Too early to start contacting parents/students?

Discussion in 'General Education' started by Sarge, Jul 4, 2009.

  1. kimrandy1

    kimrandy1 Enthusiast

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    Jul 5, 2009

    It really is sweet, and it's why I continue to do it. It's a lot of work (I have 40 students, and I hand write all of them so that they are slightly more personal), but it pays off big time in the kids' enjoyment of school, and easing that transition from home to school. I teach PreK.
     
  2. EMonkey

    EMonkey Connoisseur

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    Jul 6, 2009

    At the school I work at we are not to inform the parents of the class lists until the list is posted on Friday afternoon the week before the school year starts. If a teacher informed parents beforehand it would not be considered ok.
     
  3. shasha379

    shasha379 Devotee

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    Jul 6, 2009

    I got my list super early this year. We normally don't get them until the day of meet the teacher. I'll probably wait until teachers go back for pre-planning before I contact parents/students.
     
  4. sophie1

    sophie1 Comrade

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    Jul 6, 2009

    Parents in my district can request a teacher beginning in mid-May, the teachers then make their lists together following any requests. Then we meet with the teachers for the next year.

    I had my list for fall in mid-June. The parents were notified through end of the year report cards (i.e. your child has been promoted to second grade and your child's teacher will be ____).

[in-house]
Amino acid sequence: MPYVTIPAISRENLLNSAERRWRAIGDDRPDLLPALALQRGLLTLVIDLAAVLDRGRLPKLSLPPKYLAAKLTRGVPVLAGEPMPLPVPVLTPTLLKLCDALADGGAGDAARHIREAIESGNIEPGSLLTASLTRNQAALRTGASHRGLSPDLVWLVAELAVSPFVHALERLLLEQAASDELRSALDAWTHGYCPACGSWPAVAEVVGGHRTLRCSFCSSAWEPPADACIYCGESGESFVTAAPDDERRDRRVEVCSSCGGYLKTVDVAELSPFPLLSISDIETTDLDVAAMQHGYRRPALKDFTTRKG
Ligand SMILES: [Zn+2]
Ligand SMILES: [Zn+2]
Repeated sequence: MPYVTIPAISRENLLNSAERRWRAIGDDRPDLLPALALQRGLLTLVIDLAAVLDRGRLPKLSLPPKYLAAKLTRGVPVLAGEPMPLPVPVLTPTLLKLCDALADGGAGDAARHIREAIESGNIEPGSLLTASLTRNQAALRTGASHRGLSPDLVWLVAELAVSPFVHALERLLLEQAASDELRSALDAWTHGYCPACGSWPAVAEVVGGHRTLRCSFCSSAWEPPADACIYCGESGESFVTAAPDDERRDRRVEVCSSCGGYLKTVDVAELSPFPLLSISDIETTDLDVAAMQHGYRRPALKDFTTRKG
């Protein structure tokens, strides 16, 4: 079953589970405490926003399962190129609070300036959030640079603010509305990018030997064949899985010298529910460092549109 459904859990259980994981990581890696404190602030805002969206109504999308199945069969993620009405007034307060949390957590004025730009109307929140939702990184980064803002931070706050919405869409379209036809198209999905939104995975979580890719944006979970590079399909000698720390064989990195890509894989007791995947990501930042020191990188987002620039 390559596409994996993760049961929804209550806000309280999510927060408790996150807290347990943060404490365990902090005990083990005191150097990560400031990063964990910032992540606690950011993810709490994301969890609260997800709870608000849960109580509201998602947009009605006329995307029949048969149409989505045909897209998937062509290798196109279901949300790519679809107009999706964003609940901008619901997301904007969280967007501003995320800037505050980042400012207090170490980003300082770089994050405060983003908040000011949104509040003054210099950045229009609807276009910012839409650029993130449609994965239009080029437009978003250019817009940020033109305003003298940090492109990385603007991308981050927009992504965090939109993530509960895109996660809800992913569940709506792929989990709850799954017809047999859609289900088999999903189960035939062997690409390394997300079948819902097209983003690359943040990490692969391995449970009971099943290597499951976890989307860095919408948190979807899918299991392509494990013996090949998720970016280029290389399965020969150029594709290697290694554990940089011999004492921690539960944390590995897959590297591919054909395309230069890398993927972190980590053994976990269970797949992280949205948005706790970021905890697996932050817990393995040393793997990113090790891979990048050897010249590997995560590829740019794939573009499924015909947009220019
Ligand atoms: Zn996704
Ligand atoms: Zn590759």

I will send my letter to parents and my welcome letter to students the first or second week of August. Although the parents got a supply list with their end of the year report card, I always send an extra one. Our supply list for each teacher is also posted on the school website.
     
  5. MrsC

    MrsC Multitudinous

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    Jul 6, 2009

    Sophie--do you tend to honour all parent requests?
     
  6. lemonhead

    lemonhead Aficionado

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    Jul 6, 2009

    This is so sad to me. I think it makes it harder on the parents. Do people have issues with this or is it just the norm?
     
  7. Sarge

    Sarge Enthusiast

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    Jul 6, 2009

    Actually, people pretty much accept it as far as I know. I mean, a child with a sibling at another school will get priority for placement, however if everything is full, everything is full.
     
  8. lemonhead

    lemonhead Aficionado

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    Jul 6, 2009

    That's interesting. See right now we are in limbo of hiring another kinder teacher. They won't hire until the week before school starts or until we get 5 more enrollees.

    I think part of the issue for us is we have neighborhood schools and not very many of the elementaries have busses. These kids who would have to be moved would have a 2 mile travel in many cases or have to cross a major road. If they are 2 plus miles or need to cross a major road, they need to be bussed.
     
  9. kimrandy1

    kimrandy1 Enthusiast

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    Jul 6, 2009

    Here, if everything is full, they just add another kid to your class anyway!

    Seriously, we don't have caps on class sizes. We have "recommended ratios" but we aren't required to stick to them, and we often don't. My own daughter attends our school and it is predicted that we'll have 31 kids in her 5th grade class next year, and our first grades are at 27 each (3 sections of them). The dude from the board of ed who explained this to parents at school said the ratios are a "county-wide average." So, if another school has only 16 first graders per class, and we have 26, we're still within the recommended ration of 22 students per class.

    Oh, and until just this year, when determining student/teacher ratios, they used all teachers in the buidling and divided that # by the # of kids, including the speech pathologist, the librarian, the art teacher, the reading specialist, etc.

    Kim
     

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